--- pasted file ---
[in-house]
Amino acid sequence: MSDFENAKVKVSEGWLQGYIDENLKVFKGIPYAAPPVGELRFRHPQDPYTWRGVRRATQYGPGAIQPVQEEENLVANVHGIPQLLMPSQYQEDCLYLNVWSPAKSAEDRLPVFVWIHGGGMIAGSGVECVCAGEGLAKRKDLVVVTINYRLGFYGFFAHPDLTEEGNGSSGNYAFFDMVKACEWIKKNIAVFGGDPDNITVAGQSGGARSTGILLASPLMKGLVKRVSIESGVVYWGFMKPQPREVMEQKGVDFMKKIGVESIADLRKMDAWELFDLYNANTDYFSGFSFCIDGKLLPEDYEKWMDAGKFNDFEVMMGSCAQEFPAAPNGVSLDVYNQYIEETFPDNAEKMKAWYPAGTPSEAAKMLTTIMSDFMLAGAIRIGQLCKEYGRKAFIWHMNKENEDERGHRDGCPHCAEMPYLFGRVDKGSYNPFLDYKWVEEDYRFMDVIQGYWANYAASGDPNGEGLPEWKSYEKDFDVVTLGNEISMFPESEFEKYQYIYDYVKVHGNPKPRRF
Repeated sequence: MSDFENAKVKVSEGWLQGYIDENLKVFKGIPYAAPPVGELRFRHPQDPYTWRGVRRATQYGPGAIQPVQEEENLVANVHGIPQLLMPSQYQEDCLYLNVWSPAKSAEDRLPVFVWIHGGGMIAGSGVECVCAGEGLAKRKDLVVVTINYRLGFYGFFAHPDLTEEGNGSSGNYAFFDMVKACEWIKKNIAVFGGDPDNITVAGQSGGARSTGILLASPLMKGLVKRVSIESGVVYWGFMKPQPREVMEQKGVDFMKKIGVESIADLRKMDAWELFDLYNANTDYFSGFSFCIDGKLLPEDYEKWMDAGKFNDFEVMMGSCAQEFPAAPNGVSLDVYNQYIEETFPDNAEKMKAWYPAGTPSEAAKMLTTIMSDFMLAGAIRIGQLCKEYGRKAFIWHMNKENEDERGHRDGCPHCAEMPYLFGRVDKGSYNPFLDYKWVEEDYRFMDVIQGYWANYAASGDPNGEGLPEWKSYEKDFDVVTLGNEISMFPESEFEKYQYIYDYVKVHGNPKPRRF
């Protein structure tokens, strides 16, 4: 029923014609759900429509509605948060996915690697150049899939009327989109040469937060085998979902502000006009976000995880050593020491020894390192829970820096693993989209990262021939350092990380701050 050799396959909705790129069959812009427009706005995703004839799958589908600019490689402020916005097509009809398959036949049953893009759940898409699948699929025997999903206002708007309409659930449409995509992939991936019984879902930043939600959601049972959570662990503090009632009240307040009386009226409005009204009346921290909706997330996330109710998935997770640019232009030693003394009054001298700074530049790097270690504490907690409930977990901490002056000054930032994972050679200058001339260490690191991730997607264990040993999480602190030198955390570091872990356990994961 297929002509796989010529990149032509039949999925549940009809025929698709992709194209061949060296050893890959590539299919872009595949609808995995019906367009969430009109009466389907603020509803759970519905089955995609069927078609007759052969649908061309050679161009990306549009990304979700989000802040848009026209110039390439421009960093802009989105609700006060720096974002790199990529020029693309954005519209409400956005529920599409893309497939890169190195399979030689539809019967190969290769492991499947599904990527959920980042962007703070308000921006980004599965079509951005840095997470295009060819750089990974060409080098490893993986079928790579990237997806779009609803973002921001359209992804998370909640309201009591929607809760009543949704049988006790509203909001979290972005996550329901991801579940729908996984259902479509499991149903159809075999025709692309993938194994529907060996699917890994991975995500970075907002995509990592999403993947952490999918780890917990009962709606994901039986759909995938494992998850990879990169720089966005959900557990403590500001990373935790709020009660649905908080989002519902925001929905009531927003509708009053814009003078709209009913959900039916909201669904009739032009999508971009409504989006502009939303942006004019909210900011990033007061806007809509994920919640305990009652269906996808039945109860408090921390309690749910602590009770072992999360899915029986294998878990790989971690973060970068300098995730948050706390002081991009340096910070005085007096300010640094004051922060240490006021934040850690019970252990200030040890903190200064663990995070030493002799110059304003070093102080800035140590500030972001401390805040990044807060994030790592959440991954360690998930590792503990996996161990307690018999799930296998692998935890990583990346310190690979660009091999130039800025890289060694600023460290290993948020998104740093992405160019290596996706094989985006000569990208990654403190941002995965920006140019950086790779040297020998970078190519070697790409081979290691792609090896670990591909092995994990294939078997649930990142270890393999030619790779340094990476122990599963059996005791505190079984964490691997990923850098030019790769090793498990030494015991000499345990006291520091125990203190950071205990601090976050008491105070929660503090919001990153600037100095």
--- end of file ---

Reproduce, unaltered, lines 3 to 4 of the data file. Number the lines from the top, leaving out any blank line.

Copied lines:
Repeated sequence: MSDFENAKVKVSEGWLQGYIDENLKVFKGIPYAAPPVGELRFRHPQDPYTWRGVRRATQYGPGAIQPVQEEENLVANVHGIPQLLMPSQYQEDCLYLNVWSPAKSAEDRLPVFVWIHGGGMIAGSGVECVCAGEGLAKRKDLVVVTINYRLGFYGFFAHPDLTEEGNGSSGNYAFFDMVKACEWIKKNIAVFGGDPDNITVAGQSGGARSTGILLASPLMKGLVKRVSIESGVVYWGFMKPQPREVMEQKGVDFMKKIGVESIADLRKMDAWELFDLYNANTDYFSGFSFCIDGKLLPEDYEKWMDAGKFNDFEVMMGSCAQEFPAAPNGVSLDVYNQYIEETFPDNAEKMKAWYPAGTPSEAAKMLTTIMSDFMLAGAIRIGQLCKEYGRKAFIWHMNKENEDERGHRDGCPHCAEMPYLFGRVDKGSYNPFLDYKWVEEDYRFMDVIQGYWANYAASGDPNGEGLPEWKSYEKDFDVVTLGNEISMFPESEFEKYQYIYDYVKVHGNPKPRRF
């Protein structure tokens, strides 16, 4: 029923014609759900429509509605948060996915690697150049899939009327989109040469937060085998979902502000006009976000995880050593020491020894390192829970820096693993989209990262021939350092990380701050 050799396959909705790129069959812009427009706005995703004839799958589908600019490689402020916005097509009809398959036949049953893009759940898409699948699929025997999903206002708007309409659930449409995509992939991936019984879902930043939600959601049972959570662990503090009632009240307040009386009226409005009204009346921290909706997330996330109710998935997770640019232009030693003394009054001298700074530049790097270690504490907690409930977990901490002056000054930032994972050679200058001339260490690191991730997607264990040993999480602190030198955390570091872990356990994961 297929002509796989010529990149032509039949999925549940009809025929698709992709194209061949060296050893890959590539299919872009595949609808995995019906367009969430009109009466389907603020509803759970519905089955995609069927078609007759052969649908061309050679161009990306549009990304979700989000802040848009026209110039390439421009960093802009989105609700006060720096974002790199990529020029693309954005519209409400956005529920599409893309497939890169190195399979030689539809019967190969290769492991499947599904990527959920980042962007703070308000921006980004599965079509951005840095997470295009060819750089990974060409080098490893993986079928790579990237997806779009609803973002921001359209992804998370909640309201009591929607809760009543949704049988006790509203909001979290972005996550329901991801579940729908996984259902479509499991149903159809075999025709692309993938194994529907060996699917890994991975995500970075907002995509990592999403993947952490999918780890917990009962709606994901039986759909995938494992998850990879990169720089966005959900557990403590500001990373935790709020009660649905908080989002519902925001929905009531927003509708009053814009003078709209009913959900039916909201669904009739032009999508971009409504989006502009939303942006004019909210900011990033007061806007809509994920919640305990009652269906996808039945109860408090921390309690749910602590009770072992999360899915029986294998878990790989971690973060970068300098995730948050706390002081991009340096910070005085007096300010640094004051922060240490006021934040850690019970252990200030040890903190200064663990995070030493002799110059304003070093102080800035140590500030972001401390805040990044807060994030790592959440991954360690998930590792503990996996161990307690018999799930296998692998935890990583990346310190690979660009091999130039800025890289060694600023460290290993948020998104740093992405160019290596996706094989985006000569990208990654403190941002995965920006140019950086790779040297020998970078190519070697790409081979290691792609090896670990591909092995994990294939078997649930990142270890393999030619790779340094990476122990599963059996005791505190079984964490691997990923850098030019790769090793498990030494015991000499345990006291520091125990203190950071205990601090976050008491105070929660503090919001990153600037100095």